Getting a Home Improvement Loan: What Your Bank Needs - Mortgage tips - Product at BestRealEstatePlanet.com

 Getting a Home Improvement Loan: What Your Bank Needs - Mortgage tips - Product at BestRealEstatePlanet.com
        
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Getting a Home Improvement Loan: What Your Bank Needs


Posted by T.C. Thorn

Information on how to get started with a loan for home improvement.

The popularity of stores like Home Depot and Lowe's show how many homeowners are jumping on the home improvement bandwagon. Maybe you're thinking of redoing part of your house as well. Perhaps you want the kitchen of your dreams or an extra bathroom. You know you'll have to take out a loan to finance the project, but if you're just in the beginning stages of the planning, you may not know exactly how to go about it. Whether you're refinancing or taking out a home-equity loan, here's some information on what your bank needs:

As with any loan, your bank will want to review your financial history before approving you for a home-equity loan. While different banks will have different loan criteria, there are a few things you can expect each institution to require:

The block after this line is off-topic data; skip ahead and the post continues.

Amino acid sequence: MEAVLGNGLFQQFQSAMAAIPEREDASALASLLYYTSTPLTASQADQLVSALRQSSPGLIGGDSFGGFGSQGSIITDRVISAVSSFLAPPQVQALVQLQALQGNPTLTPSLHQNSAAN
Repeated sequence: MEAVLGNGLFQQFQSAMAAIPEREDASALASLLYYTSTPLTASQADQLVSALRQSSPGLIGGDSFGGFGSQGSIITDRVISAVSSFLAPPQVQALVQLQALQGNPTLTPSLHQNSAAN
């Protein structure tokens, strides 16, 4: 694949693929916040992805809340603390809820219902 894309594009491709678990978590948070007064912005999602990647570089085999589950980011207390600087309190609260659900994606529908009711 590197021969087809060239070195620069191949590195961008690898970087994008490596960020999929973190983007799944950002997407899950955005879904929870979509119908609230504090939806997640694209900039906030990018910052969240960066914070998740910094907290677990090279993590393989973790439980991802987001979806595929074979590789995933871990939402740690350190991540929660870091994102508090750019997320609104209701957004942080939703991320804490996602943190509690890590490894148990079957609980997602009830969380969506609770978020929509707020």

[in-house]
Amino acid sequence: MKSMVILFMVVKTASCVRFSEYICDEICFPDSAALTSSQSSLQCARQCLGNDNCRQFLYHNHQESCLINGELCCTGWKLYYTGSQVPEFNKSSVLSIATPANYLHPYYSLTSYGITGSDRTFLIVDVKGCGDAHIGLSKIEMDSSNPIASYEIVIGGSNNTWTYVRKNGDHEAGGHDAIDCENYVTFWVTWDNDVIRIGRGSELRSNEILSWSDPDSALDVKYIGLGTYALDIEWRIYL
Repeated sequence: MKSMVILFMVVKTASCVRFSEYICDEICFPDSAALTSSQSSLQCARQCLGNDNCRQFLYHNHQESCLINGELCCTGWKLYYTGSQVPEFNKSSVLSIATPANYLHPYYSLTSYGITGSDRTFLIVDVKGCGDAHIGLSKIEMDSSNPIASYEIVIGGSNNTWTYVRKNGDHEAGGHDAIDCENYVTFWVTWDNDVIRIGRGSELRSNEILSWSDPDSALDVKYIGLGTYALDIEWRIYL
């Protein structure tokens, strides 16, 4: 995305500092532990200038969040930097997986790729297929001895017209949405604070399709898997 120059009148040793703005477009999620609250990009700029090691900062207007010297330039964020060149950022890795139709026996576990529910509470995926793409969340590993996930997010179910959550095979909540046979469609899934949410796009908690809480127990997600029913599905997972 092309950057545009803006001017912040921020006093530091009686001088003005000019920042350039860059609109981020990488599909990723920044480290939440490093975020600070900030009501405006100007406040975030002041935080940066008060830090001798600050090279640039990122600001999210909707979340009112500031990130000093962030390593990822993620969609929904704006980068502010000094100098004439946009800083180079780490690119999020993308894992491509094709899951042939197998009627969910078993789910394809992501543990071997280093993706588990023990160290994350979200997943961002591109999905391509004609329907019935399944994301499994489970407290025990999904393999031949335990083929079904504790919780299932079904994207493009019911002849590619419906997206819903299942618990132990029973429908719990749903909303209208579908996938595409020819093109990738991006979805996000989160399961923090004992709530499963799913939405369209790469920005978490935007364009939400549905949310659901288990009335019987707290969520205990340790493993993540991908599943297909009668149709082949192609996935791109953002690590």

-Your address and how long you've lived there
-Your employment history and current employer
-Your annual income and assets
-Your total debt and monthly obligations

For home-equity loans, the bank will also need information on your house such as its age and current property value. Save time by bringing the current tax assessment for your property with you. For smaller loans (usually $2000 or less), this may be enough information to indicate the home's market value to the bank's satisfaction. However, for larger loans, banks will require professional appraisals. Home appraisals typically cost $200-$300.

Above, I mentioned that banks want to know your total debt and monthly obligations. Specifically, they want to know your debt-to-income ratio. If your debt is greater than 30%-40% of your monthly income, the bank may be unwilling to offer a loan out of fear that you will not be able to make payments.

To further protect their assets, the bank will require a copy of your credit history to make sure you're not a bad risk. A few months before you decide to take out a home-equity loan, it's a good idea to get a copy of your credit report and check it for errors. Contact the credit bureau and correct any errors ahead of time. This will save time later and help you get the right loan for your home improvement needs.

TC Thorn writes for http://www.luxuryhousingtrends.com

This article may be reprinted so long as a link back to the site is included.


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